Review: Phantom restaurant at Purple Rayn guesthouse in Constantia

When I was invited to media dinner at Purple Rayn, a new guesthouse in Constantia, I had a preconceived idea of what to expect. Rolling green lawns – possibly enhanced by a tinkly little fountain – set out before a quaint Dutch gable cottage stuffed to the brim with Carrol freakin’ Boyes. Never in a million years could I have guessed what I was in for… Purple Rayn turned out to be a hulking mansion huis. An angular, modern, multi-level building so big that it could easily pass for a freshly built shopping mall.

Decor-wise, the purple palace is a very eclectic mix. The owner’s large ball gown collection hangs from the walls. Glass-topped, chrome-legged office desks serve as dining tables and large round mirrors with gold Baroque-style frames press up against face brick. It’s all a little bit weird, but I like it. Crazy Constantia is a refreshing change from Stuffy Constantia, provided you’re not a stuffy person.

Bread and mix-it-up-yourself ‘mayo’ courtesy of ‘Damsel in a Dress‘ Candice Bresler. She kindly let me nick a few of her pics as my phone is rubbish in low lighting.

As far as food goes, Purple Rayn knocks it out the park. The Executive chef is Warren Carney and if his name rings a bell it’s because he once worked his magic for Madame Zingara and Kloof Street House. He created the Asian-inspired menu that was served to us in the Phantom Room, one of two restaurants on the property. There’s also a sushi bar plus a cocktail bar and a more casual bar on the roof that overlooks the Constantia Valley. Oh! And did I mention that Purple Rayn also has a spa? The place just goes on and on. But ja. Let’s get back to the food.

Yep, Purple Rayne has it’s own sushi bar.

First up, we we’re given cold plates that kicked off with bread and mayo (R45). Sounds lame, right? But this was fancy pants deconstructed mayo you had to mix up yourself before slathering it onto melt-in-your-mouth ‘toast’ that was kind of like the savoury version of shortbread. So far so yum! We were then impressed further by a magnificent ostrich tataki (R95) served with tasty splodges the menu described as ginger, coriander, coffee and caramel.

This was sublime!

I totally wanted more ostrich (carnivore for life, yo!) but then the Diwali oysters (R95 for two) arrived. What tops a Diwali oyster? I have no idea. Ginger again? Something pickled? Whatever it was it was good. Oysters are one of my favourite foods and I think they’re perfect on their own. The idea of adding multiple toppings has always struck me as being unnecessary, but in this case the Diwali oysters can stay. My hot date (my lovely Aunt Rosy) is also a firm believer that oysters shouldn’t be fiddled with and even she, the world’s biggest stickler, is now a convert.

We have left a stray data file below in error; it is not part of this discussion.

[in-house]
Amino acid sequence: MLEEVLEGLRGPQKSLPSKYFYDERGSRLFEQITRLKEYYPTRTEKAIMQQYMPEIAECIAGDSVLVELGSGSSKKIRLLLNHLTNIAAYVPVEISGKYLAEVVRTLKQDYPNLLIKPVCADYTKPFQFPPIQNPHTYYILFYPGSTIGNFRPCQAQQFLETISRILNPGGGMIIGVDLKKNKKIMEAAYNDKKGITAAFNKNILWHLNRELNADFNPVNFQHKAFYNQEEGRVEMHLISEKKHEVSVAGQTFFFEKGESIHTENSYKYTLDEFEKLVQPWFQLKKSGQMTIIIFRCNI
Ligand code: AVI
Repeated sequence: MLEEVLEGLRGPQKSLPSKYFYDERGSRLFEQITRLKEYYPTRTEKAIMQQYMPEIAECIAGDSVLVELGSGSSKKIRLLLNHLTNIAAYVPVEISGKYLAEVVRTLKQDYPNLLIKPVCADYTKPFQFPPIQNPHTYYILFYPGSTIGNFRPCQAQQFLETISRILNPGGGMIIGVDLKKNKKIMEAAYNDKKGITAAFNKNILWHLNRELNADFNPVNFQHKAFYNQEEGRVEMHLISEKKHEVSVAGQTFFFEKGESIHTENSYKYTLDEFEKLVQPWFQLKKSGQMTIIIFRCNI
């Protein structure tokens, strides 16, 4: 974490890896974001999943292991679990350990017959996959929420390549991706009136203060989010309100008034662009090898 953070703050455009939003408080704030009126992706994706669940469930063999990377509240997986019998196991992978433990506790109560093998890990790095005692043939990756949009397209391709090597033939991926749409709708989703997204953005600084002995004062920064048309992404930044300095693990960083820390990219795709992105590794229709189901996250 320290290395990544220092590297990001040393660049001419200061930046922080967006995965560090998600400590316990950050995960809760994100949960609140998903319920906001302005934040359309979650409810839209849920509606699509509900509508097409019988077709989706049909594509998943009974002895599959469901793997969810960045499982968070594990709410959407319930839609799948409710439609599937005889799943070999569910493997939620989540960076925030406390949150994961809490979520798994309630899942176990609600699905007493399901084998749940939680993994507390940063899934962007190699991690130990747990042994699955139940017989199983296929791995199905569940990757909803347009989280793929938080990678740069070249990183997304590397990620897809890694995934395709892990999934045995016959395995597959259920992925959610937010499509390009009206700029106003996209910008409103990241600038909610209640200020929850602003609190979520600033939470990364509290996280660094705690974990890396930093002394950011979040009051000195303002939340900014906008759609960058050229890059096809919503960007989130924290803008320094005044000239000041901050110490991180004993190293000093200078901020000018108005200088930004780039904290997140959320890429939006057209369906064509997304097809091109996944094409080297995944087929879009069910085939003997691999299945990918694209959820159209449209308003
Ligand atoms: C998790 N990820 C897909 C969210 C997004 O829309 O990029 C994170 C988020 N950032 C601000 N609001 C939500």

Love you, Diwali oysters.

Moving on, let’s talk hot plates. Being a spoiled cow (as well as super old), means I’ve had quite few quails in my day but the yakitori quail (R90) was the best I’ve eaten in years. It was crispy on the outside but succulent on the inside, tender but not fatty. It would’ve been a treat to eat sommer so, but was enhanced by a relish of ginger, cucumber, pickled daikon and salmon roe served in a mortar dish that you could mix up yourself using a pestle. It’s sparked an embarrassing quail fetish, I’m afraid. Where else can I get quail in Cape Town? Tell me. I want quail. Quail! (Isn’t it a lovely word? I now want to sit at a table with a giant serviette obnoxiously tucked into my collar, rhythmically slamming heavy silver cutlery on the table and wailing ‘Quaaaaaaaaaaaaaaiiiillll!’ until someone brings it to me. Like, I legit want to do that. Also, can you tell I’m writing this while on lots of painkillers? Never mind. Look at the quail!)


The sweet & sour chickpea dhal and paratha was also a major crowd pleaser. If you’re a regular reader you’ll know I love pretty much all Indian food and these flavours hit the spot. The dish is also generously sized (despite looking small in the pic) and, at just R55, is definitely the menu’s best value in terms of cash vs fullness. If you go be sure to order it. It’s delish!

Hello, dahl-ing! (Ha. Get it?) This is another of Candice’s pics. Could you tell?

For me, the only so-so dish was the ramen noodles (R75). The broth just didn’t zing and I suddenly wished I was back in South East Asia, slurping up the real deal for less than R20 a pot.

To finish, we got to try all three desserts – ginger honeycomb cheesecake; white chocolate ice cream, miso sesame and orange; and coconut passionfruit, mango and raspberry panna cotta (R65) each. Full disclosure – my recollection of these is hazy ‘cos the super attentive waiters kept topping up my bubbly and I could only manage a tiny bite of each and most enjoyed the white chocolate ice cream because I’m addicted to sesame brittle. But ja, that was me done. I was completely stuffed. Unless they suddenly brought out more quail. Or oysters. Or ostrich. Or the Indian thing! Flip, you guys. So many of the dishes were very, very good.

Another of Candice’s pics. I must actually ask her what camera she’s using ‘cos the lighting was super low yet this is great.

If you’re looking to experience something quite different from the norm that’s typical to Constantia, pull into Purple Rayn.

Love, love


P.S. I called my aunt. She can’t remember the dessert properly either. Oops. But a very nice excuse to come back.

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